In addition to the fasting, women partake in pujas and prayers for their husbands’ long life and prosperity. They abstain from drinking water throughout the day, and only consume food/water once the moon is up.
Let us take a look at how Karva Chauth originated:
According to Mahabharata, Karva Chauth can be traced back to the time when Savitri begged the god of death, Lord Yama, for her husband’s soul. Another episode in the epic states that when Arjuna went to the Nilgiris to pray and meditate for a few days, leaving the rest of the Pandavas and Draupadi behind, his wife got worried and she sought Lord Krishna’s help. He advised her to fast for Arjuna’s well - being and reminded her how goddess Parvati did the same for Shiva’s safety. Draupadi adhered to the fast, observing all its rituals carefully and soon Arjuna returned home.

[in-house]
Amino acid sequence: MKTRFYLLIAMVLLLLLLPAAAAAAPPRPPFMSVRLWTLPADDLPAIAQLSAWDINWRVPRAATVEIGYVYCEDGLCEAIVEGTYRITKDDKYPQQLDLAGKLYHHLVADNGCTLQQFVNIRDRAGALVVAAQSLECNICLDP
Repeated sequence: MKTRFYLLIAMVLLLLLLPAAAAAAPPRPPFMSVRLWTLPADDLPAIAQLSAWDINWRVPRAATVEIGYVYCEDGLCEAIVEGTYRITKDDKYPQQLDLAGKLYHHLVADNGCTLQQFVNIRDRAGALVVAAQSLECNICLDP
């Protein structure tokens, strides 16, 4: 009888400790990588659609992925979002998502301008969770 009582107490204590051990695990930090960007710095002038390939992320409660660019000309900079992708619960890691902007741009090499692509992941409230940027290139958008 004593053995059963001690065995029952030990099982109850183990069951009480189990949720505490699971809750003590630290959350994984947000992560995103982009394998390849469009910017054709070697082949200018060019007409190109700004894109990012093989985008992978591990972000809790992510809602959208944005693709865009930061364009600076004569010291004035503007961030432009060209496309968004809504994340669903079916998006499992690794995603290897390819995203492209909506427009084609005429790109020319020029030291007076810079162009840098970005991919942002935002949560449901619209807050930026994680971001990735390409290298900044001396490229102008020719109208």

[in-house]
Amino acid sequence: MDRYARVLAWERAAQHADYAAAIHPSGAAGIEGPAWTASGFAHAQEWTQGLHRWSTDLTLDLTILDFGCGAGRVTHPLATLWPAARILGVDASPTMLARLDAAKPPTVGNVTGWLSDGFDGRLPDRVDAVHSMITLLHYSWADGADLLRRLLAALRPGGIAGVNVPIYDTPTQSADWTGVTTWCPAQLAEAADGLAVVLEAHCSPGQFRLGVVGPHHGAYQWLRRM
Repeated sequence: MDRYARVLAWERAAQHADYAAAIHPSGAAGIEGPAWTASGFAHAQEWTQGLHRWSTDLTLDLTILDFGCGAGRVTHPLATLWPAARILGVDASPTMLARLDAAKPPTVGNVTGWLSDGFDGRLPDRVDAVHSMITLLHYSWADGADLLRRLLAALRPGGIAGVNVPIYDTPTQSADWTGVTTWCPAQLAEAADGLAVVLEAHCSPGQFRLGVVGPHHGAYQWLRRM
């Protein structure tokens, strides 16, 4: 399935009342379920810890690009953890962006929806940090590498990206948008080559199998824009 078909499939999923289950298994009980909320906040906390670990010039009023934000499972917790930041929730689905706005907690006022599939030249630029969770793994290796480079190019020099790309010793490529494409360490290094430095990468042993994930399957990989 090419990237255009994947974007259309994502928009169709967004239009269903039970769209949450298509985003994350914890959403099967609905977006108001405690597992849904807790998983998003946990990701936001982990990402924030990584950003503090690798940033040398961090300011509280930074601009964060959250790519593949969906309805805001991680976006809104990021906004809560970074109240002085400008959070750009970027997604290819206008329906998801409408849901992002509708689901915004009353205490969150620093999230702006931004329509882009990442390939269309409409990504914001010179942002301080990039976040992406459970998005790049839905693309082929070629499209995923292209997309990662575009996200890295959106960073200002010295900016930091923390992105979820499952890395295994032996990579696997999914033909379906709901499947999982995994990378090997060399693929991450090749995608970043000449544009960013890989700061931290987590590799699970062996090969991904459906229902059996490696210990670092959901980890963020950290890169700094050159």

The festival is also associated with wheat - sowing time or the beginning of the rabi crop - cycle, which is probably why Karva Chauth is observed in most agriculture - dependent regions like Rajasthan, Punjab, western UP, etc.
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